Staying fit is essential at any age, but what to focus on changes throughout your life. As men age, their hormone levels change and their bodies require different things than before. Those changes mean you respond differently to various stimuli in exercise. Here, we’ll explore the best workouts for men of different ages to ensure optimal health today and throughout your life.

Workouts for teens and 20s

Teens and men in their 20s have the advantage of high testosterone levels to fuel physical fitness goals. Young men are experiencing a surge in the hormone testosterone, which promotes muscle mass and burns fat. Your body can also recover quickly, which means you can regularly push pretty hard in your workouts (with appropriate rest or active recovery days built-in, as your body needs them).

If you enjoy team sports, join a recreational league or a school sports team. If you prefer to hit the gym, focus on balancing out cardiovascular exercises like high-intensity interval training with weightlifting at least three times a week.

Workouts for men in their 30s and 40s

When you reach your 30s, testosterone levels naturally begin to decline at about 1% per year, starting in the late 20s or early 30s. Lower testosterone levels correlate with a loss in muscle mass. If you haven’t already started lifting weights in your 20s, now is the time to add it.

Strength training in your 30s and 40s helps maintain muscle mass, which also burns fat more efficiently and strengthens bones. Lower hormone levels at this age, a poor diet, and limited exercise can contribute to weight gain around your midsection. This puts you at higher risk for developing several chronic health conditions, including:

  • Cardiovascular disease
  • Diabetes and insulin resistance
  • Fatty liver disease
  • High blood pressure
  • Prostate and other cancers

You may not be able to lift as much weight since your fast-twitch muscle fibers start to decline (the ones that help you toss a barbell overhead or take off in a sprint, for example). But you should still be incorporating strength training and endurance activities like rowing and running to maintain cardiovascular fitness.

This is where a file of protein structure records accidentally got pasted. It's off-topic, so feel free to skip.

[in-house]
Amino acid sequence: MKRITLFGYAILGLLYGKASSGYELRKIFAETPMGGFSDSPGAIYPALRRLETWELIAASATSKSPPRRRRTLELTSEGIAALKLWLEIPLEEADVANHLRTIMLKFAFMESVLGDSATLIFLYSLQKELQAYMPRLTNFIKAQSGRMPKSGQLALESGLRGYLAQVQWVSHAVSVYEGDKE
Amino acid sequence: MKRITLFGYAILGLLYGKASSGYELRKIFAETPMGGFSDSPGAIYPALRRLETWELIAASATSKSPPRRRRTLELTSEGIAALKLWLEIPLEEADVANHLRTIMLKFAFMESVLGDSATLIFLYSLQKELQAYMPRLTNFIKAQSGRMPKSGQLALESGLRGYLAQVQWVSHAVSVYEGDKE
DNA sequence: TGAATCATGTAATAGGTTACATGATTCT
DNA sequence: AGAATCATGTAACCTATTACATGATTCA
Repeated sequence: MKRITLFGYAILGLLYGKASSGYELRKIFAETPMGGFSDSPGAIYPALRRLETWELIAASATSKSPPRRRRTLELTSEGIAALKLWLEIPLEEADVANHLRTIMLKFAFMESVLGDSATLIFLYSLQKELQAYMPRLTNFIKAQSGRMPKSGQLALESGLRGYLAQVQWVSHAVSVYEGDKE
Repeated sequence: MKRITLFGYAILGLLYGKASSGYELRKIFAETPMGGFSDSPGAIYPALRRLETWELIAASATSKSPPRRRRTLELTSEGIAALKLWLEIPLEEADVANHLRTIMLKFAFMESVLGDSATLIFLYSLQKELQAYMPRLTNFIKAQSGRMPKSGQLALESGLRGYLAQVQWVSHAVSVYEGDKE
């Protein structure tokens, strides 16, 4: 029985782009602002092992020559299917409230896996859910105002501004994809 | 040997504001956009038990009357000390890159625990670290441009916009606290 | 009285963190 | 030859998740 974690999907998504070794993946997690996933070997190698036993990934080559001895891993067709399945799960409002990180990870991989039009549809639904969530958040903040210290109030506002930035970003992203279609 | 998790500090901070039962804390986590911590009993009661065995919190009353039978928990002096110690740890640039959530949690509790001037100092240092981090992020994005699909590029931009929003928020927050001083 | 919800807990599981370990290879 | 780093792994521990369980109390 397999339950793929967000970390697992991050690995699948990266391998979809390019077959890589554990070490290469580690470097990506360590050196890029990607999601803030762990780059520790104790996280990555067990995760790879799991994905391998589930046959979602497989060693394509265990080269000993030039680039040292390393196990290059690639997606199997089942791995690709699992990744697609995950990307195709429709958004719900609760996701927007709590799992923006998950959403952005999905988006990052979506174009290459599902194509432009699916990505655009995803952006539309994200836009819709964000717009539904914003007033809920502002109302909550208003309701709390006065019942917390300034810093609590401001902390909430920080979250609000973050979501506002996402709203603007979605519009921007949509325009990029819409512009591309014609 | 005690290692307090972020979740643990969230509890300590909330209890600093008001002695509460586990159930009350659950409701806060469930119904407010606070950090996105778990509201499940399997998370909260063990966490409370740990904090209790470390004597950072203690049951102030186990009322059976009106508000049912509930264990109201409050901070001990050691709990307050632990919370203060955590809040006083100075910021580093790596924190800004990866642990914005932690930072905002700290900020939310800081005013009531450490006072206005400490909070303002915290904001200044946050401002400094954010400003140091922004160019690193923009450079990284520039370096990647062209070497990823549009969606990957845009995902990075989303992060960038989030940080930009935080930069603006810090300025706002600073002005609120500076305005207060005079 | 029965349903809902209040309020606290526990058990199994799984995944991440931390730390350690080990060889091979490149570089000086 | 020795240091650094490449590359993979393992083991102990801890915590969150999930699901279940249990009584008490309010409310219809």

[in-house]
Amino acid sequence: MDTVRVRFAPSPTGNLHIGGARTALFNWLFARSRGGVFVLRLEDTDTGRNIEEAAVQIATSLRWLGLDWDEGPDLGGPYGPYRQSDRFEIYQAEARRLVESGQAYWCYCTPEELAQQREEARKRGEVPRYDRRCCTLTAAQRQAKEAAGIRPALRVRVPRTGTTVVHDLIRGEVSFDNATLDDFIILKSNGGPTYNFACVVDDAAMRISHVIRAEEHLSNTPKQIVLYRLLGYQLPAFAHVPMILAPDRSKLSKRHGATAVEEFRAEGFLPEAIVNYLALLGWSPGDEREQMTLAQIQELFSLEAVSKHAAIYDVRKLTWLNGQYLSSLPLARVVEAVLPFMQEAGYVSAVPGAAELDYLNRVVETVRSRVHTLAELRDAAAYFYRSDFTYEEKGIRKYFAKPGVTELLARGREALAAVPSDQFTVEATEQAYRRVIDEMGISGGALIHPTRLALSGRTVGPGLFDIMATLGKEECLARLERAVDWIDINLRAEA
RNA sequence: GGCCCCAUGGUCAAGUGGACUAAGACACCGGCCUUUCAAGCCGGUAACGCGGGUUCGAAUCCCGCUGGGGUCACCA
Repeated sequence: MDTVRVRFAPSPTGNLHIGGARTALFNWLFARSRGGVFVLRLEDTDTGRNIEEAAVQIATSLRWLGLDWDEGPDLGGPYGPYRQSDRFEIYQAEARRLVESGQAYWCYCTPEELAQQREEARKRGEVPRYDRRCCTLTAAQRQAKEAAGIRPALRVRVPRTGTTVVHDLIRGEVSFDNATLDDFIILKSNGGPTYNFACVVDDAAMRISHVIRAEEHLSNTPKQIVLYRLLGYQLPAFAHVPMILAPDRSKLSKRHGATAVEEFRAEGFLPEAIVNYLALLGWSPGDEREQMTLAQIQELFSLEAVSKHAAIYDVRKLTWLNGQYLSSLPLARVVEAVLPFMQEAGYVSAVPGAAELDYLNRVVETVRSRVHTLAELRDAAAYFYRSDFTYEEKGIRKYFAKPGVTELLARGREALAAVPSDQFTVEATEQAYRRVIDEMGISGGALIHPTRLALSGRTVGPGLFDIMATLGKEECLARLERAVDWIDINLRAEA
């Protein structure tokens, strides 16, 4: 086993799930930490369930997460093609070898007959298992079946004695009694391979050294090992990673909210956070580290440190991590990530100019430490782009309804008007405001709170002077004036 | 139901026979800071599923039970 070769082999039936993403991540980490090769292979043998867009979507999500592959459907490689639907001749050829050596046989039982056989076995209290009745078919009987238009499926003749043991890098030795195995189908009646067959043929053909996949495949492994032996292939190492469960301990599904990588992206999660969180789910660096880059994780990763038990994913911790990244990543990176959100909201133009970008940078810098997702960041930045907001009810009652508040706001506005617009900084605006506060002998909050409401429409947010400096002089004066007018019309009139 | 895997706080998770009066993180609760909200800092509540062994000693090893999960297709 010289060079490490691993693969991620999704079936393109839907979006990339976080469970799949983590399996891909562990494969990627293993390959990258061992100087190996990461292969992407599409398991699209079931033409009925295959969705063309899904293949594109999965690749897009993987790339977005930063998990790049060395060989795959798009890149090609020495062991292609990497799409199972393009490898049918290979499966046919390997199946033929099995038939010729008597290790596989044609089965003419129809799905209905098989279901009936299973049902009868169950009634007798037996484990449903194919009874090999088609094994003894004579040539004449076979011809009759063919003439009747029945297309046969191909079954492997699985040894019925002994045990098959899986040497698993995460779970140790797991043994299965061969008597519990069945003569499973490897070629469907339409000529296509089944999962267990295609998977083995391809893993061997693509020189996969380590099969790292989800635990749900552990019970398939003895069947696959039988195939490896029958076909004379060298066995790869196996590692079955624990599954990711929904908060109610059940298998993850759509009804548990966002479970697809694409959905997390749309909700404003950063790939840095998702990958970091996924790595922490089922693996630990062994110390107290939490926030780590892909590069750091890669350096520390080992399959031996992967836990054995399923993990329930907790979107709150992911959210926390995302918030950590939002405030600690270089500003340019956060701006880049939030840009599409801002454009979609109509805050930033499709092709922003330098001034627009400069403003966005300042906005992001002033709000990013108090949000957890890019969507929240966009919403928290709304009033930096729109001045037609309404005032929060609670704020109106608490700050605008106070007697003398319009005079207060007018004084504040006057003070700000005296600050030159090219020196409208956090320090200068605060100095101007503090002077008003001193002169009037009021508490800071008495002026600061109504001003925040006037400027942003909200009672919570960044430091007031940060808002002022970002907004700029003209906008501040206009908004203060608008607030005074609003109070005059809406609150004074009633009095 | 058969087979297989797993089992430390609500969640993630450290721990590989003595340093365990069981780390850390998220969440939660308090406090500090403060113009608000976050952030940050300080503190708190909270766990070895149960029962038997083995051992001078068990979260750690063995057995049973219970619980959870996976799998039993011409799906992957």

Workouts for men in their 50s and 60s

When you reach your 50s, your body won’t be able to recover as fast as it did before. You may need to take more rest days or include workouts where you don’t push quite as hard. Switch up shorter, super-intense workouts for more prolonged, lower-intensity activities.

You may also feel some aches and pains from daily wear-and-tear on your joints. If so, switch from high-impact activities like running or basketball to lower-impact movements like swimming, walking, or cycling. Other things to incorporate into your exercise routine include:

  • Stretching and flexibility exercises, such as yoga
  • Balance and coordination exercises
  • Adequate warm-up and cool down, which is important at every age but even more so as you get older

If you don’t have a good fitness routine, this is a critical time to start. Talk to your doctor about exercise routines for beginners that will strengthen your core, build muscle, burn fat, and improve heart health. These provide a foundation to reduce the risk of chronic illness and prevent falls.

Workouts for men 70 and older

Maintaining strength and flexibility at 70 and beyond is vital for independence, health, and fall prevention. About one in four adults over 65 suffers a fall each year in the U.S., resulting in more than:

  • Three million ER visits
  • 300,000 hip fractures
  • 32,000 deaths

Talk to your doctor about how to stay safe and get the recommended activity each day. Include strength training at least twice a week, but use lighter weights or switch to resistance bands. Regular aerobic activities (such as walking or rowing) will help you maintain heart and lung health.

Exercise is critical at every age. While your fitness routine may change from one decade to the next, the commitment to fitness should last your whole life.